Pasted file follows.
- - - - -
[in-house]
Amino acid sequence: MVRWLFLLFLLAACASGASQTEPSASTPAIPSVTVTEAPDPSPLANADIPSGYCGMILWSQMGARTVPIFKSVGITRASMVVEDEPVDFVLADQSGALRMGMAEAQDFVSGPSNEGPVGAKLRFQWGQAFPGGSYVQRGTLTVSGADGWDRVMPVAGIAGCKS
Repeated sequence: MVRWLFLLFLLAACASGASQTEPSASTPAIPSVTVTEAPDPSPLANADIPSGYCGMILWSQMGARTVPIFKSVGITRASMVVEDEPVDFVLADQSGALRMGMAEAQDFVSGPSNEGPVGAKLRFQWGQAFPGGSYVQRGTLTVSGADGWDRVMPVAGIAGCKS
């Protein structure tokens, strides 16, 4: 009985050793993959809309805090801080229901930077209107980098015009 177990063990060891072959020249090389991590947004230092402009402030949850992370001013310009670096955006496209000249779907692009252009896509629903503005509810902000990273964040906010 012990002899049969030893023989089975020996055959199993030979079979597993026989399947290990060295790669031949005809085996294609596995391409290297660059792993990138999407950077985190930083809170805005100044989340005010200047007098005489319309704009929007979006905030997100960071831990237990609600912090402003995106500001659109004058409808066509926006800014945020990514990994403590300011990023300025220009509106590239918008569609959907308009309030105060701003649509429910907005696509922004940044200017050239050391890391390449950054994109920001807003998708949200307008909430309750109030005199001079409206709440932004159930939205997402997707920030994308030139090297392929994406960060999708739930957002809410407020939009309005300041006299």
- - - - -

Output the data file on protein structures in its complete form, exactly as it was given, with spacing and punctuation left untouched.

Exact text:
[in-house]
Amino acid sequence: MVRWLFLLFLLAACASGASQTEPSASTPAIPSVTVTEAPDPSPLANADIPSGYCGMILWSQMGARTVPIFKSVGITRASMVVEDEPVDFVLADQSGALRMGMAEAQDFVSGPSNEGPVGAKLRFQWGQAFPGGSYVQRGTLTVSGADGWDRVMPVAGIAGCKS
Repeated sequence: MVRWLFLLFLLAACASGASQTEPSASTPAIPSVTVTEAPDPSPLANADIPSGYCGMILWSQMGARTVPIFKSVGITRASMVVEDEPVDFVLADQSGALRMGMAEAQDFVSGPSNEGPVGAKLRFQWGQAFPGGSYVQRGTLTVSGADGWDRVMPVAGIAGCKS
């Protein structure tokens, strides 16, 4: 009985050793993959809309805090801080229901930077209107980098015009 177990063990060891072959020249090389991590947004230092402009402030949850992370001013310009670096955006496209000249779907692009252009896509629903503005509810902000990273964040906010 012990002899049969030893023989089975020996055959199993030979079979597993026989399947290990060295790669031949005809085996294609596995391409290297660059792993990138999407950077985190930083809170805005100044989340005010200047007098005489319309704009929007979006905030997100960071831990237990609600912090402003995106500001659109004058409808066509926006800014945020990514990994403590300011990023300025220009509106590239918008569609959907308009309030105060701003649509429910907005696509922004940044200017050239050391890391390449950054994109920001807003998708949200307008909430309750109030005199001079409206709440932004159930939205997402997707920030994308030139090297392929994406960060999708739930957002809410407020939009309005300041006299």